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Catalogue 3 Publications in Random Order


Dominique Hurth


45 min each side with a pad-printing in gold on the tape
2 Booklets
each 96pp and 6,9 x 10,9 cm, printed on offset (4c + Pantone, Munken paper)
1 Poster
DIN A1, printed on offset, 4c + Pantone gold
Dominique Hurth
Indre Klimaite, KlimaiteKlimaite, Berlin
Daniela Cascella, Sonja Lau, Dominique Hurth
R Aslan
Colour Grading
Dante Busquets
Sound End-Editing
Jo Zahn
Photograph Poster
Maurice Weiss
Tape Production
T.A.P.E Muzik, Leipzig
Printer Booklets
Gallery Print, Berlin
Printer Poster
Pinguin Druck, Berlin

Entitled “Mixtape”, this catalogue brings together works by Dominique Hurth from 2008 to 2020. It comprises one text booklet with contributions by Daniela Cascella, Sonja Lau and the artist herself; one image booklet with 136 images from installation shots of Hurth’s work and one audio-tape (45-min each side) with recordings, music and sound material inherent to the research behind the works. The chosen format reflects on her interest in object-biography, technology and its history.

“We listened to historical recordings and futurist sounds, to tracks taking in everything from minimal wave and Detroit techno to hip-hop and chansons. We listened to the voices of the first speaking dolls that sounded like little monsters, to the voices of Sarah Bernhardt and Serge Gainsbourg as he burned a 500 Franc note on French TV. To Clarice Lispector as she lit a cigarette while being asked why she continued to write. We listened to music created in laboratories, music that was sent into outer space. We listened to lyrics and then languages and voices w couldn’t understand. Machine-generated sounds. Sounds created on celluloid. James Joyce reciting four pages of Finnegans Wake to Charles Ogden in the late 1920s. We listened to advertisements for vocoders and to music with vocoders as the primary transmitter of voice and the main musical instrument. We listened to France Gall singing — or rather, screaming — into the microphone at the Eurovisio Song Contest at the age of nineteen about being a doll made of wax and a doll made of sound. To a litany of okays sung by The Destroyer in a song by the Residents. To the breathing of Pauline Oliveros’s accordion. To the Holy Ghost in the Machine. To Minnie Riperton’s voice in the background, to atonal music, and to computer-generated hand claps. Electronic communication with the dead. Jazz.
A countdown to zero. We listened to beats.

The several hours of sound that we listened to eventually became two side of forty-five minutes each — Side A and Side B. Condensed and edited in this way, this mixtape actually conceals and contains several other mixtapes, recalling all the other tracks that burst out of the edges of the magnetic band.” (”Mixtape(s)”, D. Hurth, 2020)


Art of the Sixties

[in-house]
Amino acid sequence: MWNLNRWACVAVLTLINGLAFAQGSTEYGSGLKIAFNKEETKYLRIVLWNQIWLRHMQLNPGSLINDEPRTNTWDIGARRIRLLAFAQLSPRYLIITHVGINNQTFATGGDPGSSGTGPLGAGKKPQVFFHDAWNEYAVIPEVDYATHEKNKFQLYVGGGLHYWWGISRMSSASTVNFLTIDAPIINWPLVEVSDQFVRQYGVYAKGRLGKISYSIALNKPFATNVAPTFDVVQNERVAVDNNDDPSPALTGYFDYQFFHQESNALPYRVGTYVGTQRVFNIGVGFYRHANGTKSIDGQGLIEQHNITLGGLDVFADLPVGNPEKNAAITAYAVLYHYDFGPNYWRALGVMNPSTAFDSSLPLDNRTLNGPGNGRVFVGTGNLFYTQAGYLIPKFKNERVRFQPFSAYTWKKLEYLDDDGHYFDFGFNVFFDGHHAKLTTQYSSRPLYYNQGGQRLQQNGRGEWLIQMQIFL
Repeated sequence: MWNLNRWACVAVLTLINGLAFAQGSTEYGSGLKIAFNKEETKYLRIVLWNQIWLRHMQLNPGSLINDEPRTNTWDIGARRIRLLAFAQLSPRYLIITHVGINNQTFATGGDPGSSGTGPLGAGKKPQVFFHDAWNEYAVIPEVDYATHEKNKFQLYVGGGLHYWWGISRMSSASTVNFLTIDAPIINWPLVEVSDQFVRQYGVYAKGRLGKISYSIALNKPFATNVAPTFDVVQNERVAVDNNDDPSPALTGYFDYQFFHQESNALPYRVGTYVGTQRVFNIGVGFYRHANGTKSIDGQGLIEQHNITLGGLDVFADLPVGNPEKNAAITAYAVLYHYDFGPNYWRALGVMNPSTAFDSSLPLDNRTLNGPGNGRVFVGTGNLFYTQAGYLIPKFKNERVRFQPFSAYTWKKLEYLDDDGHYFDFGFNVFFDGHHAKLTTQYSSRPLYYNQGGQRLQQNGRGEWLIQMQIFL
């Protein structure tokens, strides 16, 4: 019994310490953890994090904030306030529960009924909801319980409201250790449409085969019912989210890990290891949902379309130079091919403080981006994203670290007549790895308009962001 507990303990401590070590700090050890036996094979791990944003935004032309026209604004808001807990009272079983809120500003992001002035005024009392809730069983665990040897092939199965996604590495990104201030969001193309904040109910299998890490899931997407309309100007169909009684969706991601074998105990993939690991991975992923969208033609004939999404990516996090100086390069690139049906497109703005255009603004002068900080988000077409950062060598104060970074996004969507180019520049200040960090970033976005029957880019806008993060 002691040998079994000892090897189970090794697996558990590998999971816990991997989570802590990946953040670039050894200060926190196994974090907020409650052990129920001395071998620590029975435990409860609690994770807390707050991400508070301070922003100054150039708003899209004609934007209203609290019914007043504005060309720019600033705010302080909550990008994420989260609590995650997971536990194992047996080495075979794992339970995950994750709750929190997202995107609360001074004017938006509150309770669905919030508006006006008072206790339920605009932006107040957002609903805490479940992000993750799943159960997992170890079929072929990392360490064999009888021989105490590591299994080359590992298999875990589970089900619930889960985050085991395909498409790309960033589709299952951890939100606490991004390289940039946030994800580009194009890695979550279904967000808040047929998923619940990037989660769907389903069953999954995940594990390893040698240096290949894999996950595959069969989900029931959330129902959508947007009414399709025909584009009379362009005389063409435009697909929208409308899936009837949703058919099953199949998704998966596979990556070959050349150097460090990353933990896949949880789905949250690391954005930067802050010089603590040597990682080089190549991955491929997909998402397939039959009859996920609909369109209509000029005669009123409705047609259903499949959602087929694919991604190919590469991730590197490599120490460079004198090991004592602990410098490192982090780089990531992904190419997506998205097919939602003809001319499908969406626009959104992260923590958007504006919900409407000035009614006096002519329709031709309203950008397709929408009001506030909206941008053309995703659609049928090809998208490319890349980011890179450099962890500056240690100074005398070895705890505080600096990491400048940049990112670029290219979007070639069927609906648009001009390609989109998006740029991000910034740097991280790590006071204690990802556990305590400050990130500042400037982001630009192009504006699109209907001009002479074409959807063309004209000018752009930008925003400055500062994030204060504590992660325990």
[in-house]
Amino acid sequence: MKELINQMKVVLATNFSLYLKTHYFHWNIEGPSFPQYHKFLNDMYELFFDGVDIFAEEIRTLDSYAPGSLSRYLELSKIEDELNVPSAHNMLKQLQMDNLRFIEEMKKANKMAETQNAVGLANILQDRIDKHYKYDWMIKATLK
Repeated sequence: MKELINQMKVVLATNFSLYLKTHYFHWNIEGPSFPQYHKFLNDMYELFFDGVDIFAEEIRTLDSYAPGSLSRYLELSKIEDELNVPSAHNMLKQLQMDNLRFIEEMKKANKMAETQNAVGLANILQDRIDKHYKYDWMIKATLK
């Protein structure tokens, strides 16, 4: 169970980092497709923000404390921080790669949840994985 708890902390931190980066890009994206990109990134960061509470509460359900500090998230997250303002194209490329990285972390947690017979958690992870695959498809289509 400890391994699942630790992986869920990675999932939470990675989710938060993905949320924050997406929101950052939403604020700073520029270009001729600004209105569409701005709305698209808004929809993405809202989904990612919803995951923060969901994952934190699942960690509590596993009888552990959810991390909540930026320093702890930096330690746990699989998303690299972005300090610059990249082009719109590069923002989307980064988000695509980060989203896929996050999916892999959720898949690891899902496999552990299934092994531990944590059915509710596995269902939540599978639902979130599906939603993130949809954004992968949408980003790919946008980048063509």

Publishing House
Wallraff-Richartz Museum
Fifth revised edition
209 tipped-in color plates by 92 artists
30 x 25 cm.
Colour and Black & White photographs
Text in German and English
@Andrea Pazos

A very special book published in 1971. An iconic an gorgeous catalogue that contains art work from major Sixties artists, including Beuys, Caro, Hamilton, Lichtenstein, Oldenberg, Paolozzi, Rauschenberg, Stella, Twombly, Warhol, among others. Many reproductions of Pop Art and Op Art works collected by Peter and Irene Ludwig.

With a wonderful design by Wolf Wostel <3 Soft cover with embossed flexible plastic covers and a hard acrylic spine, bound with stainless steel bolts. Multiple paper stocks and printing effects, brown fabric paper with color plates, printed transparent slipsheets with a portrait of each artist, fold-outs… and more

And this is the fifth edition. The final edition, updated and expanded! An exceptionally and well preserved copy for you.



The 70´s- The Zone

Francisco Ortega + per(r)ucho
Federal Blue, Bright Red, Black
13 cuadernos | 4 poster A3
Francisco Ortega + per(r)ucho

Que los años 70 fueron un momento psicotrópico colectivo glorioso para la cultura occidental es algo de sobra conocido, las grandes obras cinematográficas, musicales y conceptuales que se generaron entre los habitantes de esos años están en el límite de lo comprensible, son extraordinarias.

Desde per(r)ucho nos hemos propuesto investigar algunas de ellas desde una óptica un tanto demencial: usar como foco La Zona de Stalker, utilizarla como vínculo metafórico y guía para el descubrimiento de algunas estructuras subyacentes que dominaron las mentes creativas de esos años.

Investigar la presencia de Tarkovski en occidente, su percepción entre la bruma que supuso el telón de acero, las implicaciones que tuvo su presencia entre aquellos que supieron de él, entre aquellos que vieron sus películas, ha supuesto un reto fantástico del que no sé si hemos salido airosos.

Por suerte o por desgracia, a medida que avanzaba la investigación, también lo hacía nuestra memoria. Los recuerdos que almacenábamos no de esa época pero sí de un pasado que, de alguna manera, se iba entrelazando, no sólo con las hipnóticas imágenes de Tarkovski, sino también con el rugido de los Zeppelin y la bruma de un Londres fantasmagórico que, durante un tiempo en el que aún había rastros evidentes de los 70 en sus calles, tuvimos la suerte de habitar.

The 70’s The zone son muchos libros fragmentarios que se unen en un mapa situacionista, zonas que se conectan en la metazona gigante que fueron los 70, una zona formada por conexiones imposibles entre secuencias de El Espejo y No Quarter de los Zeppelin, entre libreros oculistas de Manhattan y magos improbables de las montañas de Georgia. Un laberinto atestado de ingenieros de sonido, fotógrafos atormentados, escultores muy serios, cineclubs infestados de humo, revistas gloriosas, conciertos multitudinarios, punks, heavies y cinéfilos. Toda una multitud incoherente que, sin embargo, habitaba bajo la misma frecuencia vital, bajo un mismo y brillante rugido.